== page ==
It’s not just business insurance costs that are rising; auto coverage costs have been rising too. Why?
The disrupted supply chain has boosted the price of parts and repairs. Additionally, parts tend to be way more intricate in newer vehicles, which have elaborate sensors and require more labor—and more sophisticated labor—to fix. So a minor repair bill, like for a fender bender, could now escalate from a few hundred dollars into a four-figure hit.
This coverage also has been underpriced for the last decade. Insurance companies are trying to find the right balance between raising premiums while not throwing markets completely into chaos because of overly steep increases. So for 2021, insurance providers saw an average 4.3% hike in the third quarter, down from 4.5% over the summer.
What role do catastrophic losses play in rising insurance costs?
Major disasters—including cyclones, earthquakes, hurricanes, and wildfires—have been increasing over the past several years, according to the Catastrophe Loss Index. The World Meteorological Organization tracks this pattern back even further, showing that climate change has increased disasters fivefold over the last 50 years. (The silver lining: deaths have decreased threefold, thanks to improved early warnings and disaster management.)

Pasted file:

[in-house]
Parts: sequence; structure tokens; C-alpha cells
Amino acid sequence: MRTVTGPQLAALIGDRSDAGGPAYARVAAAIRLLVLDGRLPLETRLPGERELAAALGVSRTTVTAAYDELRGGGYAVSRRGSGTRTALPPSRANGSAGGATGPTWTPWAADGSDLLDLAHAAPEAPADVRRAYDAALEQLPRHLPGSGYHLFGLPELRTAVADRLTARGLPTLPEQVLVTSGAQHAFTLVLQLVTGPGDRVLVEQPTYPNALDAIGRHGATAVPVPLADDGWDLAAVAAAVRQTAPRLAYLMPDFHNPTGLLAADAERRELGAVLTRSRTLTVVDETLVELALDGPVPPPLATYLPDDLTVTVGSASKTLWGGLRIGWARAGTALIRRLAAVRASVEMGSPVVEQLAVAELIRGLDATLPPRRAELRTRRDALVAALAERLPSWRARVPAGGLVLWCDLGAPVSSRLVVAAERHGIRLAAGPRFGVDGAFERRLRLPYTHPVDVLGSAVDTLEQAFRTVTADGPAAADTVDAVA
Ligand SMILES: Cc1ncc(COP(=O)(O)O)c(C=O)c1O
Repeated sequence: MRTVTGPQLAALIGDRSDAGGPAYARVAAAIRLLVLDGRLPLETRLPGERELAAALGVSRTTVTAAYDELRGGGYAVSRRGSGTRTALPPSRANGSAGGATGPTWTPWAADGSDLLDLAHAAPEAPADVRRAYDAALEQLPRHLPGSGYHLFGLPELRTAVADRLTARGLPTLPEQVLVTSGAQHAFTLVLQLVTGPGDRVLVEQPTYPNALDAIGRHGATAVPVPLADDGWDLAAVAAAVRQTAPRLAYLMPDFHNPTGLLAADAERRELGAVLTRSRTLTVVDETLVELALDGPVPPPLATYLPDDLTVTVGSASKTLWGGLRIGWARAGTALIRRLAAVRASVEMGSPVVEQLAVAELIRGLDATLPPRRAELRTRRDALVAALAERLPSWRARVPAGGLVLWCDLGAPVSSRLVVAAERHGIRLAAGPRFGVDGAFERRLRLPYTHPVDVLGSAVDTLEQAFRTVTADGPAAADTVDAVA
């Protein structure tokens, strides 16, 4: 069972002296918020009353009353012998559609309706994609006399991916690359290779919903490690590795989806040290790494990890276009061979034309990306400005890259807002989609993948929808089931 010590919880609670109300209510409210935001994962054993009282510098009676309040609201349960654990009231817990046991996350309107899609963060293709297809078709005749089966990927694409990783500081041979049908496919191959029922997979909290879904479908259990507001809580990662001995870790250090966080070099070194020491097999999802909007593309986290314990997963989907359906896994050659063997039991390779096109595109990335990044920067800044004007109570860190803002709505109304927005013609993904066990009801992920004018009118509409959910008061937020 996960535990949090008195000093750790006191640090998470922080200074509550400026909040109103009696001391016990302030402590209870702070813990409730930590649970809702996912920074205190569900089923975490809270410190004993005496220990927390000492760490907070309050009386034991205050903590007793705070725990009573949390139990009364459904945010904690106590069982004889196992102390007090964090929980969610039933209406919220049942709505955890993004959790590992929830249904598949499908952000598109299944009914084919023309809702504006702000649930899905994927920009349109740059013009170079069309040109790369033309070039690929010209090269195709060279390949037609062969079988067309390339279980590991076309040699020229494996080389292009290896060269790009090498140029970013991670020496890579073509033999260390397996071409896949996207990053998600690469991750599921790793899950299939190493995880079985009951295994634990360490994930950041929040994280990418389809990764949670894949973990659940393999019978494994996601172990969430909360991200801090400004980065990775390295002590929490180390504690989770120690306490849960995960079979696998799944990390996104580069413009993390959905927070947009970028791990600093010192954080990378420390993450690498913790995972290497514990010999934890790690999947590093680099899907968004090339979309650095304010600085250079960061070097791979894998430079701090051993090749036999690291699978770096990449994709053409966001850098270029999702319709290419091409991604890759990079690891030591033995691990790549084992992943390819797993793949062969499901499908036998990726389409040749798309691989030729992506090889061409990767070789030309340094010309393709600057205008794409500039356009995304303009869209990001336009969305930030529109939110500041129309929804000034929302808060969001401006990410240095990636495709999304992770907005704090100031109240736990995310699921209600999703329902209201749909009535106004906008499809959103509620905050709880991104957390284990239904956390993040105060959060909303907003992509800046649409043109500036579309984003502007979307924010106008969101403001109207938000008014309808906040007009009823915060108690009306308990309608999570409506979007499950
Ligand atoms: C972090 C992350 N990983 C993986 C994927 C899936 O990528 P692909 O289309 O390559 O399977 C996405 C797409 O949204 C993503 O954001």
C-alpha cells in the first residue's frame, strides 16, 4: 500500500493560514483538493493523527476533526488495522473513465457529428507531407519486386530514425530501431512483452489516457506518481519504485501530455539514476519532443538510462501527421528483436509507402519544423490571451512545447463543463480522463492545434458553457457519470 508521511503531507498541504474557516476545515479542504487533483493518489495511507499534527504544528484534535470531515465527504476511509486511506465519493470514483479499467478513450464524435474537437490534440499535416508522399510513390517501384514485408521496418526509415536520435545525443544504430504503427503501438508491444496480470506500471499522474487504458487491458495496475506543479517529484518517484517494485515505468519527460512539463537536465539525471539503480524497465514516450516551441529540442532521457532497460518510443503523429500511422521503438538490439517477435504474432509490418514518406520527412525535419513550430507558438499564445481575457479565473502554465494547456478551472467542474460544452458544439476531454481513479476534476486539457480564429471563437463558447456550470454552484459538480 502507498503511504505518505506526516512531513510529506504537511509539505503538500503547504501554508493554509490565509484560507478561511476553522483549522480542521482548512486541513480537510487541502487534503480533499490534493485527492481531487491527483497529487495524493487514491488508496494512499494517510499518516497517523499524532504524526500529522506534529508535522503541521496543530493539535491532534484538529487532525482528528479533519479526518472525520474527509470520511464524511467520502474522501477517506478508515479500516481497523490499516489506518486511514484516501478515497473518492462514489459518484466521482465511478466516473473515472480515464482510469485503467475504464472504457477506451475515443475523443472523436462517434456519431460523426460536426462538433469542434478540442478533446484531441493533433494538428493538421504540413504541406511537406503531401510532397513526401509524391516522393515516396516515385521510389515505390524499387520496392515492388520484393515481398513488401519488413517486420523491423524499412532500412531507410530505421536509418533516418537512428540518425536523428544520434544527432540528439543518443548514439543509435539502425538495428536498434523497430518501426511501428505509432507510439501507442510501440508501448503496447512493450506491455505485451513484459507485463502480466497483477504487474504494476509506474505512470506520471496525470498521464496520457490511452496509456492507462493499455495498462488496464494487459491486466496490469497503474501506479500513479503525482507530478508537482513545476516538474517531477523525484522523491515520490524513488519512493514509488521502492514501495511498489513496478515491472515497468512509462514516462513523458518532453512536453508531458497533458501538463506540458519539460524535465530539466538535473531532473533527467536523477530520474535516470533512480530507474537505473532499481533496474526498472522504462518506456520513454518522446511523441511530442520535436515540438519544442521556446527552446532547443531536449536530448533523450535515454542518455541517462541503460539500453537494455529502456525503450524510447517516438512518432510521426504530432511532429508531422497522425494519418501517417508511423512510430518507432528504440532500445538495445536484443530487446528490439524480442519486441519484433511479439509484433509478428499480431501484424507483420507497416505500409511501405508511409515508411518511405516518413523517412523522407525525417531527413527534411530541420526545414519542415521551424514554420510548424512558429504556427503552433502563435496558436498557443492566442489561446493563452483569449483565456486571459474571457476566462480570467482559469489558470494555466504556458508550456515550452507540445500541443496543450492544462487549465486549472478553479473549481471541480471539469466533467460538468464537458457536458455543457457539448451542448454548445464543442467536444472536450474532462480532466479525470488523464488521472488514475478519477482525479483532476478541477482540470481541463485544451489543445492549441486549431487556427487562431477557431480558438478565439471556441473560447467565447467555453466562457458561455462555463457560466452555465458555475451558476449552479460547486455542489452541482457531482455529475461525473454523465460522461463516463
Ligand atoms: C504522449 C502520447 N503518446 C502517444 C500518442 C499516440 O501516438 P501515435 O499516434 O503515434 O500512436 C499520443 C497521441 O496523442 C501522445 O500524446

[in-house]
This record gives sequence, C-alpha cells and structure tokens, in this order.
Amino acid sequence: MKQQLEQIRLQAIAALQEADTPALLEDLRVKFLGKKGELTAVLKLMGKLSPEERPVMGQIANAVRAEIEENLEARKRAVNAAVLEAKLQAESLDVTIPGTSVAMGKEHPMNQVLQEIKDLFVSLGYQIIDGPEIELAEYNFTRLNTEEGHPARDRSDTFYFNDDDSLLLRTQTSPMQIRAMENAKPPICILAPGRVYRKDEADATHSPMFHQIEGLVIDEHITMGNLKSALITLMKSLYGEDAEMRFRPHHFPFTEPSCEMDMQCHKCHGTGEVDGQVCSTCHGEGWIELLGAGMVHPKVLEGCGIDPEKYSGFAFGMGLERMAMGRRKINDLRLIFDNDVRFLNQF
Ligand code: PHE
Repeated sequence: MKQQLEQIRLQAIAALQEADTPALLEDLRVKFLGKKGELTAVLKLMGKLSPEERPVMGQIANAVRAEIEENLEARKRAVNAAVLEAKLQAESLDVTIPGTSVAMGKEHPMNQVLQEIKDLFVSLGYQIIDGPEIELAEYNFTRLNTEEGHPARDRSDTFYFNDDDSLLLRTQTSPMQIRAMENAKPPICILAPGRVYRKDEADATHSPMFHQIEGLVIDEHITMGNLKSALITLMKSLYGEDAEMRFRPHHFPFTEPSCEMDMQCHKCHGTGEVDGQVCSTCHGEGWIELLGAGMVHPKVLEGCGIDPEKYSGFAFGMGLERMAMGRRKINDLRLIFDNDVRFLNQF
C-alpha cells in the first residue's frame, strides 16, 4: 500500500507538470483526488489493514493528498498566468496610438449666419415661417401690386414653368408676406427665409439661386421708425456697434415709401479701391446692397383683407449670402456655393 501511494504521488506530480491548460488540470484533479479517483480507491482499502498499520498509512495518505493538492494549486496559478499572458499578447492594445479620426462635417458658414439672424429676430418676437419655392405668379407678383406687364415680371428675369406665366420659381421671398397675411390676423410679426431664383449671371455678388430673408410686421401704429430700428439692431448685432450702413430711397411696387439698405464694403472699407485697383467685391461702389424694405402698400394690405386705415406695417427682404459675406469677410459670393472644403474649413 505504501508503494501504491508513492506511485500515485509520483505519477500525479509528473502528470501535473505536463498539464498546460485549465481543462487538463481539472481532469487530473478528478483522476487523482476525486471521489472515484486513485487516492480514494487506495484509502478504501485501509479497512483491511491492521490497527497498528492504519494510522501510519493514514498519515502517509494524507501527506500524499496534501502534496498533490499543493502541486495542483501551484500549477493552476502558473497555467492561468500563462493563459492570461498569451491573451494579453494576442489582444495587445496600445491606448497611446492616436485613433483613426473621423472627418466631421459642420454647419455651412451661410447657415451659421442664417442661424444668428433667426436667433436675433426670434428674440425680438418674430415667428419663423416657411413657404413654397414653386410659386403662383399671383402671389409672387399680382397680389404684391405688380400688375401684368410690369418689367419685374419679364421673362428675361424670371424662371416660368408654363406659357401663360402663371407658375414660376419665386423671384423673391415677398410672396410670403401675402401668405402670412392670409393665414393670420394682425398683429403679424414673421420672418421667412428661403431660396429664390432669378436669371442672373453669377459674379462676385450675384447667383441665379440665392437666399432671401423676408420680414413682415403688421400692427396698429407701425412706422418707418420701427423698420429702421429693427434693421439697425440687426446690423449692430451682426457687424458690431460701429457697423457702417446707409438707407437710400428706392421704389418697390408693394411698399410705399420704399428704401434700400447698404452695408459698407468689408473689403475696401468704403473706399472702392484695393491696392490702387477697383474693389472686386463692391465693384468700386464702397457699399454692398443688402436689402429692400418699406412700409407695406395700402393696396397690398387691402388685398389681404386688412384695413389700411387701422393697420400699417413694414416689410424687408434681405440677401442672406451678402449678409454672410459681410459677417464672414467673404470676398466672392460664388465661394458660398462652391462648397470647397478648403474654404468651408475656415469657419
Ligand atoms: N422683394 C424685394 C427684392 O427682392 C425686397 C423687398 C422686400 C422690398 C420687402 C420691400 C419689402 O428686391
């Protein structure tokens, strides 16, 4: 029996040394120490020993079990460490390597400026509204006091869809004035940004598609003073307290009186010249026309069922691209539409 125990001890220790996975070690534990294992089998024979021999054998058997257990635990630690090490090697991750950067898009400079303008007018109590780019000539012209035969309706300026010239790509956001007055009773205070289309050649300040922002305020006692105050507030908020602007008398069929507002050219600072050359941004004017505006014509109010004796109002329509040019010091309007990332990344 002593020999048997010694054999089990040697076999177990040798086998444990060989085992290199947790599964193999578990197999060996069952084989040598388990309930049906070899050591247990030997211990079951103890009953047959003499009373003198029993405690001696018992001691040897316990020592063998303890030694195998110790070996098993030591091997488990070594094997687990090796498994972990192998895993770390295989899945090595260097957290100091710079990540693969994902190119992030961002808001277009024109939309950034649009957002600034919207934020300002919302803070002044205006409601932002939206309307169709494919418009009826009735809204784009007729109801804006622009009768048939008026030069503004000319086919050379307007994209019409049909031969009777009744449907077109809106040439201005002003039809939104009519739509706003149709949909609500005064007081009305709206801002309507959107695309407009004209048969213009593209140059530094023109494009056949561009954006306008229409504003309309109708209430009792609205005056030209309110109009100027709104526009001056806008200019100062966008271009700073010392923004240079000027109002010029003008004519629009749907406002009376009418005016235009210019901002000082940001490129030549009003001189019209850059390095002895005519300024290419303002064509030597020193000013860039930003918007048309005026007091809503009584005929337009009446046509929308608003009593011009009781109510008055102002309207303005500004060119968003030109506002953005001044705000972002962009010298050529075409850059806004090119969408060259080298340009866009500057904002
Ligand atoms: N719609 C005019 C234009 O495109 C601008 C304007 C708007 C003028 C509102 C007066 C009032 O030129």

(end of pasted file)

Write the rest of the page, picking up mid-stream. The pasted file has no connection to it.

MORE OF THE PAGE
Historically, catastrophic coverage has been underpriced. So expect to see premiums go up. If that doesn’t happen, the worst-case scenario would be entire insurance companies pulling out of the market. And lack of choice is bad for consumers for a whole slew of reasons, including higher-than-normal premiums, less than ideal terms, and lack of coverage innovation. Competition can help drive down costs, while increasing quality, including broader coverage and prompter servicing of claims. Insurers may also offer trainings and loss-prevention services as a bonus.
What can we expect moving forward?
Worldwide, insurance prices have increased for the 15th consecutive quarter, according to Marsh’s Global Insurance Market Index. Some of this is due to loss, the pandemic, and the underwriting cycle. But we’re also seeing signs the market continues to harden, where some insurers increase rates and pull back from “tougher” types of businesses. Startups and companies in the VC-tech and innovation space may have already experienced this with other insurers. The upside? Vouch specializes in this space.